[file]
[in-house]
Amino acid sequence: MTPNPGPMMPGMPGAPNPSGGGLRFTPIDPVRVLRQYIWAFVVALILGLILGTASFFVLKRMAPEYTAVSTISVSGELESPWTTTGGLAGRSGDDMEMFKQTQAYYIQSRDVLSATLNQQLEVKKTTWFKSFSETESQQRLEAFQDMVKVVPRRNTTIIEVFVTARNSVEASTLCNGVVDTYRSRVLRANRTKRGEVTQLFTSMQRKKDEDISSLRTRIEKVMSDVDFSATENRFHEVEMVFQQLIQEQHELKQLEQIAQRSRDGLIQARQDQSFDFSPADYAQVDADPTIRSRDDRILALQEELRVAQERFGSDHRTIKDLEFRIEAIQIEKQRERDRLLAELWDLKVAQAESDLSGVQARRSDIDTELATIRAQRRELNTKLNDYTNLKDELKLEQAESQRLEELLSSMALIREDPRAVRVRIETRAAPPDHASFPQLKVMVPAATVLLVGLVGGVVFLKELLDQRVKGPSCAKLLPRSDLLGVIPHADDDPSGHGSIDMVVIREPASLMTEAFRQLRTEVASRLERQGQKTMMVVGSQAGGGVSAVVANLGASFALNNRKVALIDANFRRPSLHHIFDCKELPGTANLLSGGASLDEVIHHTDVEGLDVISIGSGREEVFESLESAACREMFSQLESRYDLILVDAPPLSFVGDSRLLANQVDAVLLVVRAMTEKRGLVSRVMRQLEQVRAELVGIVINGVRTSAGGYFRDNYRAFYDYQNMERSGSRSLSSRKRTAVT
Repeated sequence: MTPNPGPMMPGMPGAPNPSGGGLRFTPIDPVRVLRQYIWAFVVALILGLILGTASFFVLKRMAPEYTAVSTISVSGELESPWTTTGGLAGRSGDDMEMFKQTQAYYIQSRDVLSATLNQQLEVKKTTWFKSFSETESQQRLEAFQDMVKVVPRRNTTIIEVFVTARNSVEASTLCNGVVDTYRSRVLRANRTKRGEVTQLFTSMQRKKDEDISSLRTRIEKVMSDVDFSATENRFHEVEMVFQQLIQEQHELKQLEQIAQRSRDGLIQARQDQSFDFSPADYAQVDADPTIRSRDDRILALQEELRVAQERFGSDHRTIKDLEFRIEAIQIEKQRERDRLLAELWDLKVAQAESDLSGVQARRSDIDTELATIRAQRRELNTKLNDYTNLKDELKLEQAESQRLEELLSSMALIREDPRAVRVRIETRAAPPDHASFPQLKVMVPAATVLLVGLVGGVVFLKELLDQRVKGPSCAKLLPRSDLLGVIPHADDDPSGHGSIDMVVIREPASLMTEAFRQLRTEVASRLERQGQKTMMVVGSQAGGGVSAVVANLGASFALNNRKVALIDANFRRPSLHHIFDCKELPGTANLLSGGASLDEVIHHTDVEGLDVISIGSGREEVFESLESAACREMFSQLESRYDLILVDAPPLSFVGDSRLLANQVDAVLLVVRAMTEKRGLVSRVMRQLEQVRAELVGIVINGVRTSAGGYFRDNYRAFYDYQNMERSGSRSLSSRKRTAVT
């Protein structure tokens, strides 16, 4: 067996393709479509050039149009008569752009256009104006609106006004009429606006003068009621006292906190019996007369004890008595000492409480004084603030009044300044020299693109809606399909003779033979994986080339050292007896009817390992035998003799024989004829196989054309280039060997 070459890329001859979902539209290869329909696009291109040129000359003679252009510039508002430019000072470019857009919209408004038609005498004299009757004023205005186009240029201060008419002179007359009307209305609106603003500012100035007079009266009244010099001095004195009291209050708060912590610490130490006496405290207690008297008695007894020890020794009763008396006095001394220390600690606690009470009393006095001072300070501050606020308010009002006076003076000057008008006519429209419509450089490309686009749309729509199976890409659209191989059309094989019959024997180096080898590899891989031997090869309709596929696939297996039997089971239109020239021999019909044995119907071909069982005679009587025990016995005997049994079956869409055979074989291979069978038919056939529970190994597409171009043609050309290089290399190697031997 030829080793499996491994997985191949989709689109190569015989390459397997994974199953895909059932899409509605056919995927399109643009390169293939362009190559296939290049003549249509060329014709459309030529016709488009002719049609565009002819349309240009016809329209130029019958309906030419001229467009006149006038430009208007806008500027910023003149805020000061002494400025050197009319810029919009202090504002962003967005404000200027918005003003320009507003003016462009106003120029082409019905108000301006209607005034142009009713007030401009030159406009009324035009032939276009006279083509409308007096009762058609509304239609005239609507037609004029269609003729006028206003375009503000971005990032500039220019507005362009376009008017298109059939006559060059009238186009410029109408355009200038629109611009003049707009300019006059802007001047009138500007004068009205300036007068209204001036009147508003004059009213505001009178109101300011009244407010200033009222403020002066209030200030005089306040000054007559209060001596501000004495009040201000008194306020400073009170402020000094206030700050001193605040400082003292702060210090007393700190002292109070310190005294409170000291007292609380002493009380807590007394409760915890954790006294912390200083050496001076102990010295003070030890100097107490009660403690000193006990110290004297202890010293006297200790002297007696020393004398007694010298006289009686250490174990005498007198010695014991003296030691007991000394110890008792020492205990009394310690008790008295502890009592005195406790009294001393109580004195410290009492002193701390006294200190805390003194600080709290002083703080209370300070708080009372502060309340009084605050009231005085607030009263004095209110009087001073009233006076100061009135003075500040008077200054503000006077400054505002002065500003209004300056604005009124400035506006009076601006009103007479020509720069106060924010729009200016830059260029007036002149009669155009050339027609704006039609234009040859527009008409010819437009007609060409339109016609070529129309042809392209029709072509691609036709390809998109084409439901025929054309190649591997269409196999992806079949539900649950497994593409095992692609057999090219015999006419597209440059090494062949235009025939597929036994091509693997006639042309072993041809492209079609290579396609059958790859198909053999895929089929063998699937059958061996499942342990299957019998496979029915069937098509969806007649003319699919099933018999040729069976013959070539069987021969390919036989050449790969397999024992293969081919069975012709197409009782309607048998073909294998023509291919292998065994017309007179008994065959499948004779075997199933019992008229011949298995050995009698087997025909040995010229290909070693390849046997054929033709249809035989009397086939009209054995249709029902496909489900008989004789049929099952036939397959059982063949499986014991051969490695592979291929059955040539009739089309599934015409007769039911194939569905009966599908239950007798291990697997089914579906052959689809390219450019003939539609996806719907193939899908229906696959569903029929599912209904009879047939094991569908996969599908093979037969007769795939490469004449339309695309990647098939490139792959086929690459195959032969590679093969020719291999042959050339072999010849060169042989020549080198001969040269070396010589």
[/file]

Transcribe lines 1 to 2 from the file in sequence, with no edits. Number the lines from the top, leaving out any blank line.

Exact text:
[in-house]
Amino acid sequence: MTPNPGPMMPGMPGAPNPSGGGLRFTPIDPVRVLRQYIWAFVVALILGLILGTASFFVLKRMAPEYTAVSTISVSGELESPWTTTGGLAGRSGDDMEMFKQTQAYYIQSRDVLSATLNQQLEVKKTTWFKSFSETESQQRLEAFQDMVKVVPRRNTTIIEVFVTARNSVEASTLCNGVVDTYRSRVLRANRTKRGEVTQLFTSMQRKKDEDISSLRTRIEKVMSDVDFSATENRFHEVEMVFQQLIQEQHELKQLEQIAQRSRDGLIQARQDQSFDFSPADYAQVDADPTIRSRDDRILALQEELRVAQERFGSDHRTIKDLEFRIEAIQIEKQRERDRLLAELWDLKVAQAESDLSGVQARRSDIDTELATIRAQRRELNTKLNDYTNLKDELKLEQAESQRLEELLSSMALIREDPRAVRVRIETRAAPPDHASFPQLKVMVPAATVLLVGLVGGVVFLKELLDQRVKGPSCAKLLPRSDLLGVIPHADDDPSGHGSIDMVVIREPASLMTEAFRQLRTEVASRLERQGQKTMMVVGSQAGGGVSAVVANLGASFALNNRKVALIDANFRRPSLHHIFDCKELPGTANLLSGGASLDEVIHHTDVEGLDVISIGSGREEVFESLESAACREMFSQLESRYDLILVDAPPLSFVGDSRLLANQVDAVLLVVRAMTEKRGLVSRVMRQLEQVRAELVGIVINGVRTSAGGYFRDNYRAFYDYQNMERSGSRSLSSRKRTAVT